Seit dem Putsch im Februar seien in Myanmar zahlreiche bewaffnete Gruppierungen entstanden, die sich dem Militär entgegenstellen, bemerkt Rebecca Ratcliffe. "'The people of Myanmar have been left with no other choice. They just have no other option left,' said Dr Sasa, spokesperson for Myanmar's national unity government (NUG), which was set up by pro-democracy politicians. The constant threat of military raids, arrests, torture and killings had pushed communities to take up arms, he said. 'It is just the beginning. The situation will become out of control. Even if it is one man in a village, they will not just bow in front of these murderers. It is the whole country on the road to civil war,' Sasa said."

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"Hard power: Europe's military drift causes alarm"


Zach Campbell, Caitlin Chandler und Chris Jones skizzieren die Kritik verschiedener Akteure am Europäischen Verteidigungsfonds (EDF) und der jüngst beschlossenen Europäischen Friedensfazilität (EPF): "The twin initiatives will bolster the EU's economic and diplomatic influence with a hefty dose of 'hard power', say advocates who also point to the inefficiency of 27 national militaries acquiring their own new weapons systems. But the measures will also benefit the European arms industry by providing research and development funds and new outlets for arms sales overseas. (…) [A] vociferous network of peace activists, critical MEPs and campaigners accuses the EU of abandoning its founding principles and giving in to lobbying from the arms industry for more public funding. (…) Despite its name, the European peace facility, worth €5bn over the next seven years, will allow the EU to provide equipment - including lethal weapons - to non-European militaries. (…) Forty human rights organisations have warned the possibility of providing foreign military forces with lethal weapons would 'risk increasing human rights abuses and contribute to further violence and arms proliferation, rather than to protect civilians and search for political solutions'."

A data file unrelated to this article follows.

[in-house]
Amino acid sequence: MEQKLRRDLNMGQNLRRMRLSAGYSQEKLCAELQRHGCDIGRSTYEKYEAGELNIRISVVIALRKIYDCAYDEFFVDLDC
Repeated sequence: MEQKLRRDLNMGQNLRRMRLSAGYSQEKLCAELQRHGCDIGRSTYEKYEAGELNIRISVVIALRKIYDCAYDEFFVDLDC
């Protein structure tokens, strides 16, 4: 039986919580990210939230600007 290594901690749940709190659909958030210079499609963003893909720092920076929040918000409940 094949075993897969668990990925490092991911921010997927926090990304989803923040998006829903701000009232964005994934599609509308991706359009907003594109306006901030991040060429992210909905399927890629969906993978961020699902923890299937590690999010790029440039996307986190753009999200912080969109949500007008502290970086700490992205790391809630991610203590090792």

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"US ship fires 30 warning shots after Iranian vessels approach fleet"


Ein Schiff der US-Küstenwache habe in der Straße von Hormus etwa dreißig Warnschüsse abgegeben, nachdem sich 13 iranische Schnellboote einem Verband amerikanischer Marineschiffe genähert hätten, meldet The Guardian. "John Kirby, a Pentagon spokesperson, said the warning shots were fired after the Iranian fast boats came as close as 150 yards (137 meters) of six US military vessels, including the USS Monterey, that were escorting the guided-missile submarine Georgia. The US coast guard cutter Maui fired the warning shots from a .50-caliber machine gun before the Iranian vessels left, Kirby said."